By Phil HillMore Posts (406) Mike Caulfield wrote a post yesterday about a new Blackboard report on design findings regarding online students. The focus of Mike’s post was that people often assume that the norm for an “online” student is … Continue reading →
The New Vision for Education project examines the role that technology can potentially play to improve education for the future. In phase II, we investigated innovative ways to help students develop competencies* and character qualities** broadly defined as social emotional skills, which are critical components of 21st century skill framework but not a core focus in today’s curriculum.
Can technology effectively facilitate the development of competencies and character qualities, in addition to cognitive skills? If yes, what are the opportunities to capture to make it happen? What are the immediate, mid-term, and long-term barriers to remove? How can multistakeholders work together to create a roadmap for this vision?
In seeking answers to these questions, the report assembles a list of 55 research-based digital product features that are highly correlated with the ten competencies and character qualities and identifies five nascent technology trends – wearable devices, leading-edge apps, virtual reality, advanced analytics and machine learning, and affective computing – that extend ways of fostering social emotional learning (SEL) and also offer potential for exciting new learning strategies. The report concludes with recommendations to each stakeholder on actions to advance SEL and SEL technology adoption.
Since the start of my career I’ve witnessed considerable change in the way that we work and how we manage our people. I’ve been lucky to work and experience some very different and contrasting industries, but I’ve generally found that whatever the nature of a business or organisation, they are...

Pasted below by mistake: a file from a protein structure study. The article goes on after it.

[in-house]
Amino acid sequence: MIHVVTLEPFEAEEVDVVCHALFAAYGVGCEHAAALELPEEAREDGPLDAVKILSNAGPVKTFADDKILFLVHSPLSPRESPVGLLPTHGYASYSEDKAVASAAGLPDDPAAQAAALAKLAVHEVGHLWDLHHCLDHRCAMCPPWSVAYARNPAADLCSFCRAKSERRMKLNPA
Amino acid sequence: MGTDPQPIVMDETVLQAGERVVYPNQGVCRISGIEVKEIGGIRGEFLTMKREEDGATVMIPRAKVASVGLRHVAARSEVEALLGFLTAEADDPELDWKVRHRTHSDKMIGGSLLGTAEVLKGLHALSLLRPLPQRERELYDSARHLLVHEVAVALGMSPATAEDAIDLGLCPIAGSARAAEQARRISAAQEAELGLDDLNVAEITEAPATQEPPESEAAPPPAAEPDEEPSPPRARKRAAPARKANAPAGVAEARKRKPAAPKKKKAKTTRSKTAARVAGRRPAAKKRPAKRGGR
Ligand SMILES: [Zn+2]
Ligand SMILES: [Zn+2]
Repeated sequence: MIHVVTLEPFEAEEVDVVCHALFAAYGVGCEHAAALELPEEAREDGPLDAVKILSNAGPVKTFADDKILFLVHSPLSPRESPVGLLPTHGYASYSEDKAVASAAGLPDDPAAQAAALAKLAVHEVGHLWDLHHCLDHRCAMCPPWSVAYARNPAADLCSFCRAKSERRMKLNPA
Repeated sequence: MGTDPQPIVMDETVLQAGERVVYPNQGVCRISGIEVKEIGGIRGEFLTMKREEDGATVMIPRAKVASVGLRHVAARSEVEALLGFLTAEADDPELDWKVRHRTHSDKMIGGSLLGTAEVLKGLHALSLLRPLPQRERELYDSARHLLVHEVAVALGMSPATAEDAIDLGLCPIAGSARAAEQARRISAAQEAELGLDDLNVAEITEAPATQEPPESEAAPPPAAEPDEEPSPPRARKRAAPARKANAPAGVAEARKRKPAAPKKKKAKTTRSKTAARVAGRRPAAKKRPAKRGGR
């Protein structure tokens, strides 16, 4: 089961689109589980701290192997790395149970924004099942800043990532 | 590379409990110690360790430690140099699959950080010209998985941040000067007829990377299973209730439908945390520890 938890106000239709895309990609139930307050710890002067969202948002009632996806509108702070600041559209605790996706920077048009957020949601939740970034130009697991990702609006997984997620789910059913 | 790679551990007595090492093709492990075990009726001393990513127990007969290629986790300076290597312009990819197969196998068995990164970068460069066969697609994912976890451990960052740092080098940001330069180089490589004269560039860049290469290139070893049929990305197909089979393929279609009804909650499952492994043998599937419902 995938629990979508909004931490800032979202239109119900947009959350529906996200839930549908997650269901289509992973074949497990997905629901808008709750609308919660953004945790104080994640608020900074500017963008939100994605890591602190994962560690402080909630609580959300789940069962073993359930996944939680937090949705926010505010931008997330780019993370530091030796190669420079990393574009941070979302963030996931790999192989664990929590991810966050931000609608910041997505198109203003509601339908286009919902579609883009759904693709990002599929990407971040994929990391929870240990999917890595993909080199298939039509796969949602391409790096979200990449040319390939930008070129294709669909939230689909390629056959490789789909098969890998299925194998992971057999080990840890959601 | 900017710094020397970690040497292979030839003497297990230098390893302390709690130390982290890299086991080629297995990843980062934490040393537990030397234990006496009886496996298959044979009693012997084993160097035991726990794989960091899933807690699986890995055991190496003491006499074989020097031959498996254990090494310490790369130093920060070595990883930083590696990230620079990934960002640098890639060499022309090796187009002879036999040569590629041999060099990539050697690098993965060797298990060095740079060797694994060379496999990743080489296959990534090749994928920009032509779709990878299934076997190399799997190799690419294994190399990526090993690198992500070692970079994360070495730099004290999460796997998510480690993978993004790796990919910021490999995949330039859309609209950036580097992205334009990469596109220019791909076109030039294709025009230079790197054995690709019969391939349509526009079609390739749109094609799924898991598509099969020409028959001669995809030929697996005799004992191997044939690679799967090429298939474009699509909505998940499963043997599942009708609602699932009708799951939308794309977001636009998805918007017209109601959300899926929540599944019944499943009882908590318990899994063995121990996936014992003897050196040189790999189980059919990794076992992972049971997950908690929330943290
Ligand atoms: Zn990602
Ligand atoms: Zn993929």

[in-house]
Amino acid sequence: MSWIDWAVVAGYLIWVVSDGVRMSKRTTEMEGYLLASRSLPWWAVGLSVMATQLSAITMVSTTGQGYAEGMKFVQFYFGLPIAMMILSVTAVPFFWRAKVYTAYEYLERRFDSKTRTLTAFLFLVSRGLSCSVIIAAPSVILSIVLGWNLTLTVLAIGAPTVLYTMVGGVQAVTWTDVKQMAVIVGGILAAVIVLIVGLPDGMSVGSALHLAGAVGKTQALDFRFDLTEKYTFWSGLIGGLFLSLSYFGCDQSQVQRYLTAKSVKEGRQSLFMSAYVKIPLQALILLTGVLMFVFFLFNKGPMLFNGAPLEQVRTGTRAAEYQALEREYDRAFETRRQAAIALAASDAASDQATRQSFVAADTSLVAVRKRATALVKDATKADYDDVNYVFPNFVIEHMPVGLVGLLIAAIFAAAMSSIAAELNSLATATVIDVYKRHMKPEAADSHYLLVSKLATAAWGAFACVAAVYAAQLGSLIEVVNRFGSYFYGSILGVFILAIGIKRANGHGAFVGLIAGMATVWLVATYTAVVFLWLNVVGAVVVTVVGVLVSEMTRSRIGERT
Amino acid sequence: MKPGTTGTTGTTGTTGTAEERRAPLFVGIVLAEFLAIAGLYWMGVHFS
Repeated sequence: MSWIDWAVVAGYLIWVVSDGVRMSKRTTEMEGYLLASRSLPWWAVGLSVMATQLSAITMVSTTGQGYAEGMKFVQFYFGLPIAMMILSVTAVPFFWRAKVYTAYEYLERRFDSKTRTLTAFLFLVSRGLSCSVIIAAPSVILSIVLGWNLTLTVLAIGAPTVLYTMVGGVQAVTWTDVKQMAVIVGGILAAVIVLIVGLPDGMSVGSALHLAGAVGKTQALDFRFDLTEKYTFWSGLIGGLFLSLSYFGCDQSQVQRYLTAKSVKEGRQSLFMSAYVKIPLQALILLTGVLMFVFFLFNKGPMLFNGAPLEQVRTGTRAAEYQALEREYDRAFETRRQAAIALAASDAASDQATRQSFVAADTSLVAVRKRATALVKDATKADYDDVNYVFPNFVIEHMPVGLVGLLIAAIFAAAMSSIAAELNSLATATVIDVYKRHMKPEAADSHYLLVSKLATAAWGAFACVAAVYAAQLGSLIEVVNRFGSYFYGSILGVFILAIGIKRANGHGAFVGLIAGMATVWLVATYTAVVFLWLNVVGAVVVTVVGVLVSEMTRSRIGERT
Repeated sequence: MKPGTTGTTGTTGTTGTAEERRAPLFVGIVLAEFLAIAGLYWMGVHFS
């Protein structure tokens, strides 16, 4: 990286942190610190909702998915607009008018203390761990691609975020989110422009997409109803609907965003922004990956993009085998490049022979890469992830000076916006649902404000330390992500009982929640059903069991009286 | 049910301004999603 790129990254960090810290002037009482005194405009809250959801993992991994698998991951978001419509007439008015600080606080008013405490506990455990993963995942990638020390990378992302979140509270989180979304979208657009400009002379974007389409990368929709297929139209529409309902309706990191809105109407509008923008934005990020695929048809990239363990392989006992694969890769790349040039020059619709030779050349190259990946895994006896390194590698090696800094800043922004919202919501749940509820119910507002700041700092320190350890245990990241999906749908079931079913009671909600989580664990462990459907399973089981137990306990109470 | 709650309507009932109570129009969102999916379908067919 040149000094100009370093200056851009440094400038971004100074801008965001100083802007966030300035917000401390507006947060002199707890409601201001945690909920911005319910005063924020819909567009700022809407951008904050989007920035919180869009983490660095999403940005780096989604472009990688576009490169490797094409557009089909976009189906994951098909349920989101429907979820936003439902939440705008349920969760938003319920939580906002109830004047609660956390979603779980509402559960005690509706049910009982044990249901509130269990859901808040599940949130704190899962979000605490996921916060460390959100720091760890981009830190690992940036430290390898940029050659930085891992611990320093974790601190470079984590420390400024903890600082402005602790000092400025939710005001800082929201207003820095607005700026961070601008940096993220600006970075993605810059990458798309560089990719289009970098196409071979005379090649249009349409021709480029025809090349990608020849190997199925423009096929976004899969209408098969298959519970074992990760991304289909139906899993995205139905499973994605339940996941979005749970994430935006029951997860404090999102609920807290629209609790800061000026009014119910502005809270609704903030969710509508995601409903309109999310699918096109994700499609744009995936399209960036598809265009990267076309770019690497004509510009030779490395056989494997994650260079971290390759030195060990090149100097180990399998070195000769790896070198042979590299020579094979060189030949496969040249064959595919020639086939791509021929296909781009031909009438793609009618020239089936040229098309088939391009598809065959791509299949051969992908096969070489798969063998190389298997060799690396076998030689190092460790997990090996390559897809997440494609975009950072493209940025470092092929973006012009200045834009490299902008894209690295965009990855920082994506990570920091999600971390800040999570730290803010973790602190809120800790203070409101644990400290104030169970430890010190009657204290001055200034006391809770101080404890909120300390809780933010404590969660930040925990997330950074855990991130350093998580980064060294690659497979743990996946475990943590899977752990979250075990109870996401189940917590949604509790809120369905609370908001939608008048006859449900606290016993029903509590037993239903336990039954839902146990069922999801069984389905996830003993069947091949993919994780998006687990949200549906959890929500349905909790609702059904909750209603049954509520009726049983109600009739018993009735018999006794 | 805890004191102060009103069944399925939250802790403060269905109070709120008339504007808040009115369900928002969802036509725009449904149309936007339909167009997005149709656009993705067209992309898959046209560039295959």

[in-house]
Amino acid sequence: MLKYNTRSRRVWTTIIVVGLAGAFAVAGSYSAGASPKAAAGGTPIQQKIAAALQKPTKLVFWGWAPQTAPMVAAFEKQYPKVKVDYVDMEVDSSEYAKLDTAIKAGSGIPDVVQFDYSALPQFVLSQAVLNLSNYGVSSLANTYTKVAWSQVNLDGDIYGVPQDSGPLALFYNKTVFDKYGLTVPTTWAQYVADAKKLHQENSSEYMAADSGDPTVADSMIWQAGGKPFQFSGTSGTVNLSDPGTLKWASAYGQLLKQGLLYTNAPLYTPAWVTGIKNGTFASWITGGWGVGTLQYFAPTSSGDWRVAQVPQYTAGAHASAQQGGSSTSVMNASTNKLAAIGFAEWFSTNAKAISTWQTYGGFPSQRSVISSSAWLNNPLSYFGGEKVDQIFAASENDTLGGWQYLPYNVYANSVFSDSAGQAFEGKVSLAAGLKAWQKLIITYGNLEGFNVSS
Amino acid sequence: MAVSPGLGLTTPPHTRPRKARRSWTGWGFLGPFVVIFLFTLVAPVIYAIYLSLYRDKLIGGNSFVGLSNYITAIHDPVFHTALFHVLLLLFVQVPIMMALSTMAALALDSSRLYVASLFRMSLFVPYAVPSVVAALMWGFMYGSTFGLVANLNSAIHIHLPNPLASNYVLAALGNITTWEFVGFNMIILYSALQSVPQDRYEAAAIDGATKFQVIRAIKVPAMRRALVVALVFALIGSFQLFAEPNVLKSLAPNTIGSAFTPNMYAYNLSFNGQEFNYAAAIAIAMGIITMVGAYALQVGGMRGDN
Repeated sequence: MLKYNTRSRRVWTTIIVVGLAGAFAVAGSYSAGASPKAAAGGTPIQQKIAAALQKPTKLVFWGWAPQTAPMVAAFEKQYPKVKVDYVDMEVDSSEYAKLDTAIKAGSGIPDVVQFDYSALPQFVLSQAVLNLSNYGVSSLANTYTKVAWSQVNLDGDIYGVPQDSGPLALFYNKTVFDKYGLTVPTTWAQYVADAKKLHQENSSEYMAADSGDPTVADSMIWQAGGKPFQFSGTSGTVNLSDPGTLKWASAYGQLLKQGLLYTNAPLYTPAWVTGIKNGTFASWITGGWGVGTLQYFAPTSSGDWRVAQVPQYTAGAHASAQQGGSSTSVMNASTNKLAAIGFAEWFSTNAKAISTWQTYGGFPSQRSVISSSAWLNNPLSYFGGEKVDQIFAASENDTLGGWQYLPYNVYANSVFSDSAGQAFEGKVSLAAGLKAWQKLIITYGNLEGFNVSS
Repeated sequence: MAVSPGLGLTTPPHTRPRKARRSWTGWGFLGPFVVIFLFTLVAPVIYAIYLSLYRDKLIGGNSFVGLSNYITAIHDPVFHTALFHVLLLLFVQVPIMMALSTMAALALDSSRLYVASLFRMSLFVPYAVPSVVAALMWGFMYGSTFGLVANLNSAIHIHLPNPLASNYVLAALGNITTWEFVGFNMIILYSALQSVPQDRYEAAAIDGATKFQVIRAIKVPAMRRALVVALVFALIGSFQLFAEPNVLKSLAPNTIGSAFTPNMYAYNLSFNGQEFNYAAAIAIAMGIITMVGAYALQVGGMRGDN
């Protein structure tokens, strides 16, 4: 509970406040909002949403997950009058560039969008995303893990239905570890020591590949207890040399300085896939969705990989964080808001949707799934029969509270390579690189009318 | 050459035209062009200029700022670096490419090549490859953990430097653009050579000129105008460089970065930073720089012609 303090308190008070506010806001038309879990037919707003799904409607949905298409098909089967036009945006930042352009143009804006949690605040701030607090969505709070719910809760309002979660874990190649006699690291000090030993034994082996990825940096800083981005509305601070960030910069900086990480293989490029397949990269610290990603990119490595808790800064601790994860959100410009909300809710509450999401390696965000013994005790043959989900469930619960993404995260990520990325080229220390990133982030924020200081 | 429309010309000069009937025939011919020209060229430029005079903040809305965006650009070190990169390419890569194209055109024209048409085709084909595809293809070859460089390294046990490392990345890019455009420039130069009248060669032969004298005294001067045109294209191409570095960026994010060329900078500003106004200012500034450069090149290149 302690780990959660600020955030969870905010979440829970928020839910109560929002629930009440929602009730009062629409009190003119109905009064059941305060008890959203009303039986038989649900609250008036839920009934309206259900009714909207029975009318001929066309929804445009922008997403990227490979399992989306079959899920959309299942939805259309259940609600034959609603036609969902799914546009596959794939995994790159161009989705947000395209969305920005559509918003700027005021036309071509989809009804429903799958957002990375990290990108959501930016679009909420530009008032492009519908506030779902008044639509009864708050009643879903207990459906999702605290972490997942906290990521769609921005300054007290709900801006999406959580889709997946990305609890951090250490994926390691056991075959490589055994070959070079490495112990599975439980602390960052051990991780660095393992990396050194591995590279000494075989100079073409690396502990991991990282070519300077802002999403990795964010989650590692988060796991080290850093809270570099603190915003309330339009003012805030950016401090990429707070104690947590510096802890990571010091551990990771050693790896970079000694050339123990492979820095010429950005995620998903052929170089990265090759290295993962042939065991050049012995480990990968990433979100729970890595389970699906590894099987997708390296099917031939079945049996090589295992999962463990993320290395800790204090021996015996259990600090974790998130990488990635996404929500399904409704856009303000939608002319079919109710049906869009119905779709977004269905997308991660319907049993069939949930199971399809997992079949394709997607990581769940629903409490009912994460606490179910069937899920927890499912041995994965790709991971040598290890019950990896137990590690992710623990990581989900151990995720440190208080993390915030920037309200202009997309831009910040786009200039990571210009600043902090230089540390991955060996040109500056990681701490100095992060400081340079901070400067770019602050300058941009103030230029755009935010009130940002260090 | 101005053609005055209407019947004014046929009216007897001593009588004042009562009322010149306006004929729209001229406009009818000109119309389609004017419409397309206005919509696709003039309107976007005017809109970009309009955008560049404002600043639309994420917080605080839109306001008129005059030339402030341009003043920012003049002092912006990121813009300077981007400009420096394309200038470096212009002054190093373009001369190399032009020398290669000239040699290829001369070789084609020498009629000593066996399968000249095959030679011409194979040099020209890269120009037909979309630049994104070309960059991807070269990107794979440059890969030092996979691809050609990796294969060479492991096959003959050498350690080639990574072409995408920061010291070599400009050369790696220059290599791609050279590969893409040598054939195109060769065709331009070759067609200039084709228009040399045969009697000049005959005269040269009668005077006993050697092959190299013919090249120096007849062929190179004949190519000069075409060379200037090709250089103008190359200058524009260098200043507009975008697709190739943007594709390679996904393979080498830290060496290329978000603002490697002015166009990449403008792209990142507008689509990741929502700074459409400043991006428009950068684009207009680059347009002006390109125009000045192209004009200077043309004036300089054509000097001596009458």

When you hear the word blockchain does it make your head spin? Wall Street analysts and fintech experts claim it could make traditional banking obsolete; Airbnb just acquired a team of blockchain experts; and the country of Estonia will use it to secure a million patient health records.
But what exactly is blockchain, and what are its implications for higher education?
Originally created as the underlying database for bitcoin (the peer-to-peer digital asset and payment system), blockchain’s technology is now being seen as valuable and purposeful beyond the financial sector. The advantages blockchain provides to store information on a secure, permanent, historical ledger that can be both public and private will change how edtech applications approach student data.
If you've never heard me talk about Evernote, we probably haven't talked much. Evernote is my all time favorite tool for every aspect of my life. I use it for my personal life, this blog, my job, my freelance clients and everything in between. The problem with Evernote is that it can do SO much, it's very easy to get overwhelmed when starting out. My goal is to help you understand Evernote so that you'll use it and love it.
I've been using Evernote for close to 3 years now. It's one of the few programs I always have open on my computer. It's also the app I use most on my phone. I used to be a huge fan of notebooks (I still am), Evernote just lets me save those notes, search them and tag them. If you're a student, business owner, blogger, mom or planning any kind of event, Evernote will be useful to you.
Design thinking, not unlike legal services, is all about people. As David Maister noted, “above all, what I, the client, am looking for is that rare professional who has both technical skill and a sincere desire to be helpful, to work with both me and my problem. The key is empathy – the ability to enter my world and see it through my eyes.”
Empathy is also the key to making design thinking pay off. Opportunities for driving growth and competitive advantage are everywhere – the challenge is knowing where and how to look for them. Design thinking provides a framework for consistently identifying insights and systematically translating them into opportunities for the firm to create value.
The first step in any design-thinking approach is to assume a beginner’s mindset. Set aside any preconceptions about what the client needs or about the solutions that the firm can offer. The aim of a client conversation shifts from ‘what are they asking for?’ to ‘what are they trying to achieve?’ The same applies to the way business functions like L&D and marketing serve their internal customers.
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